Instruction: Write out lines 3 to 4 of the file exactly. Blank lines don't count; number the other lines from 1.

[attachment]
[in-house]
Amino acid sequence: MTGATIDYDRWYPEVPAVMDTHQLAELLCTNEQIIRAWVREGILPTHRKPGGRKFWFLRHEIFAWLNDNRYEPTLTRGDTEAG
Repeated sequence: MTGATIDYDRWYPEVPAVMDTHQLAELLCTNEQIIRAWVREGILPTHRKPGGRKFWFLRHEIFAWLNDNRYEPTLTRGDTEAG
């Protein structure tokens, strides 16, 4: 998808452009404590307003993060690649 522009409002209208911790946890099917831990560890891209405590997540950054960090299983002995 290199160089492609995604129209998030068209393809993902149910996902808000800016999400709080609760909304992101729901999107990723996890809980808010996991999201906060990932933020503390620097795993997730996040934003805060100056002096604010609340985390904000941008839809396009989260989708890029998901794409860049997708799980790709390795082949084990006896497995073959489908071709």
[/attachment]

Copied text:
Repeated sequence: MTGATIDYDRWYPEVPAVMDTHQLAELLCTNEQIIRAWVREGILPTHRKPGGRKFWFLRHEIFAWLNDNRYEPTLTRGDTEAG
């Protein structure tokens, strides 16, 4: 998808452009404590307003993060690649 522009409002209208911790946890099917831990560890891209405590997540950054960090299983002995 290199160089492609995604129209998030068209393809993902149910996902808000800016999400709080609760909304992101729901999107990723996890809980808010996991999201906060990932933020503390620097795993997730996040934003805060100056002096604010609340985390904000941008839809396009989260989708890029998901794409860049997708799980790709390795082949084990006896497995073959489908071709």